Dogs help keep owners stay paw-sitive during COVID-19 restrictions

Positivity from a little puppy love. Picture: Guide Dogs Australia
Positivity from a little puppy love. Picture: Guide Dogs Australia

'Puppy love' was a key factor in helping dog owners stay sane during the height of COVID-19 restrictions. More than 80 per cent of Aussies dog owners surveyed by Guide Dogs Australia said their fury friends helped them stay positive in lockdown.

But the research also revealed some dog owners weren't really returning the favour, with many failing to take their pals out for enough exercise.

The survey of 1000 dog owners found four out of five Aussies turned to 'puppy-love' for 'emotional support' and a 'positive frame of mind' during the height of the pandemic. But surprisingly, the love wasn't reciprocated when it came to going for enough 'walkies'.

Before COVID-19 restrictions, more than 70 per cent of owners weren't finding the time to walk their dog at least once a day.

According to Guide Dogs Australia's survey, this hardly changed during COVID-19, and many owners admitted to walking their dogs for shorter distances over shorter periods than they usually would. While 10 per cent didn't walk their pooches at all.

Four extra little legs of support during COVID-19 resritctions. Picture: Guide Dogs Australia

Four extra little legs of support during COVID-19 resritctions. Picture: Guide Dogs Australia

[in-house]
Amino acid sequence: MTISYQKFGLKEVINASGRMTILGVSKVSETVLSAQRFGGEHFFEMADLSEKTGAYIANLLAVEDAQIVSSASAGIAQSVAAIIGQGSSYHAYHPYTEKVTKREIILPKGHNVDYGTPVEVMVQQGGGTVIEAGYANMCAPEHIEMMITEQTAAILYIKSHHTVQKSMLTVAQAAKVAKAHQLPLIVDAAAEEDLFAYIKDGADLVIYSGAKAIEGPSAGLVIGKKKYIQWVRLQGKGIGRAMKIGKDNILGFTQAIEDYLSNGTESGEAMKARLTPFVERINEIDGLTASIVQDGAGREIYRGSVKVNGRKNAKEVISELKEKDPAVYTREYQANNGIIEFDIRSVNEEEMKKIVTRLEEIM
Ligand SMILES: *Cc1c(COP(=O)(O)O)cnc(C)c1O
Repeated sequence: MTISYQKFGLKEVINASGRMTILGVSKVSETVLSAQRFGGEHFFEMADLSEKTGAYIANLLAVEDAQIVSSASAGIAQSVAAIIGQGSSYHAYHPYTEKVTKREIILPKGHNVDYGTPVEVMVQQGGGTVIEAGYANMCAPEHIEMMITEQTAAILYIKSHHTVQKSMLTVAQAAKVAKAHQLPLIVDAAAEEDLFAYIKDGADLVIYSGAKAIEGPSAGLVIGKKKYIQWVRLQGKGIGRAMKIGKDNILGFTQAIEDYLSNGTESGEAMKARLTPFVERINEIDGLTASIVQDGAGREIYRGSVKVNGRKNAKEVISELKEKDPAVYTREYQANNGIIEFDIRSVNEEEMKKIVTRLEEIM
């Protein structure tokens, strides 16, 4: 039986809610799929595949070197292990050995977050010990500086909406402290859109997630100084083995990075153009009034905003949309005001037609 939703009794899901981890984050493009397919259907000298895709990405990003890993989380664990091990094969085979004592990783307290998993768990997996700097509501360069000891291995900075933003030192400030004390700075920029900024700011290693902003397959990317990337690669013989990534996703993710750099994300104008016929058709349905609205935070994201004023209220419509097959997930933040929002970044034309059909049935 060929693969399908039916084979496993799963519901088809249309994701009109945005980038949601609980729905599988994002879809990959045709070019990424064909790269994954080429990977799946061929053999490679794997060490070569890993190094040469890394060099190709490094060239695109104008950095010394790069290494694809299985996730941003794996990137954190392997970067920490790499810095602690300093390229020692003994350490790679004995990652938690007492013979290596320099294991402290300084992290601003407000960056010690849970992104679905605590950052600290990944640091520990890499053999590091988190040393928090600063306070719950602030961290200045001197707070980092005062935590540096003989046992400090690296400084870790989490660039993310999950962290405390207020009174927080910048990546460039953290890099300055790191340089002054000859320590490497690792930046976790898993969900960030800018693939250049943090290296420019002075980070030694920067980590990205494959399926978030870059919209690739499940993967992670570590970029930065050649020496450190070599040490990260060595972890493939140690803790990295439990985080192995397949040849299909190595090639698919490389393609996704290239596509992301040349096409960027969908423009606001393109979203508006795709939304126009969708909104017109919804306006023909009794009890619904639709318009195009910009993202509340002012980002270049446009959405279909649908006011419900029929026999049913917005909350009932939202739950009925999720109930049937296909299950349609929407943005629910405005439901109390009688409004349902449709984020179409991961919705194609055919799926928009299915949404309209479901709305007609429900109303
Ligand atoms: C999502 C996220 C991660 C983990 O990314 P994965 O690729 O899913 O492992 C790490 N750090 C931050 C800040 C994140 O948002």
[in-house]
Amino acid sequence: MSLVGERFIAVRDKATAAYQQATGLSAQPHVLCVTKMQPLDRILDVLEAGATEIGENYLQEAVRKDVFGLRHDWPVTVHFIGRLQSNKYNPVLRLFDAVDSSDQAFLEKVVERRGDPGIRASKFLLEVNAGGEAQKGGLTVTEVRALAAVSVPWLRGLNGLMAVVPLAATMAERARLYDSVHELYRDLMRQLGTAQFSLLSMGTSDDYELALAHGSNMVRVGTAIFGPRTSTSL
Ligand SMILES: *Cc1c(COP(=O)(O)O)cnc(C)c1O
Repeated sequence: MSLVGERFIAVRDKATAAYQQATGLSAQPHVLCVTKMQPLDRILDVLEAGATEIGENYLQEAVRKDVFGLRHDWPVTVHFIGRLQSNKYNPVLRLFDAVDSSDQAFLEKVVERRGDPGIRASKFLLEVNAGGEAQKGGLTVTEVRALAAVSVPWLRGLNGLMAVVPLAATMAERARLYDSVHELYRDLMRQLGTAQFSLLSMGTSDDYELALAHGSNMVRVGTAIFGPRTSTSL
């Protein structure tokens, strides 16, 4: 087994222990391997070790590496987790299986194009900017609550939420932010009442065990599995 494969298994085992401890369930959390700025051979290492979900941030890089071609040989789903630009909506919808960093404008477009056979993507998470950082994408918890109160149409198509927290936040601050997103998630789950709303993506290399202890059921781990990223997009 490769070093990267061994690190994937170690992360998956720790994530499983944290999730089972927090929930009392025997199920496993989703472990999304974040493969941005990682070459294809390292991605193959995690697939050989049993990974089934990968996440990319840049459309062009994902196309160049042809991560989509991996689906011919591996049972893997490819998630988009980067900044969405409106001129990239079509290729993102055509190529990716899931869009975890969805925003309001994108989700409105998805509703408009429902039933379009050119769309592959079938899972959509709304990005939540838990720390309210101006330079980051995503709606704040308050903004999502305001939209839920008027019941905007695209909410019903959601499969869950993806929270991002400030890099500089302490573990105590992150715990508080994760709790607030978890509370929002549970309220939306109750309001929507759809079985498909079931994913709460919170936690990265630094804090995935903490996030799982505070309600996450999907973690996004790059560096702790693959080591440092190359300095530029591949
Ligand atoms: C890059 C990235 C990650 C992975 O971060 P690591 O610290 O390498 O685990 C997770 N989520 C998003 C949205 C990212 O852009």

Guide Dogs NSW/ACT CEO, Dale Cleaver said the study was conducted as part of Pawgust, a campaign in its third year that is inviting the public to give back to their dogs who have helped them through COVID-19 by committing to a 30-minute walk together for 30 days in August. That's roughly 2km a day and 60km in total - no small feat in the middle of winter.

"The lockdown period highlighted an interesting change in dynamic for Aussies and their pets, with many people able to spend quality time with their dog, but also confined to their homes for large parts of their day - something that our pet dogs are all too familiar with," Mr Cleaver said.

"To reward their furry friends' companionship in the most valuable way, we're encouraging dog owners to get out and enjoy a walk together every day in August."

The research from Guide Dogs also revealed that if they weren't man's best friend before COVID-19 restrictions, they certainly are now, with 70 per cent of respondents reporting feeling closer to their dog as a result of restrictions, and half worried that returning to work might emotionally impact their dogs.

Dog ownership also spiked with 63 per cent of dog owners saying they know someone who got a new dog during restrictions, and 18 per cent knowing five or more.

More than half (53%) said they chatted more with other dog owners while walking during restrictions, and 40 per cent increased their dog-related social media activity.

Dog owners around the country can now give back by signing up to Pawgust. By getting friends and family to sponsor them, they will also contribute to raising and training Guide Dogs, which costs roughly $50,000 per dog but provides years of independence and companionship to someone with blindness or low vision.

"At Guide Dogs we are always grateful to our dogs, and Pawgust is about encouraging Australians to join us by getting the steps in with their four-legged friend while raising money to help us raise and train more Guide Dogs at the same time," Mr Cleaver said.

Australians can sign up for Pawgust or donate by visiting https://www.pawgust.com.au/pawsitive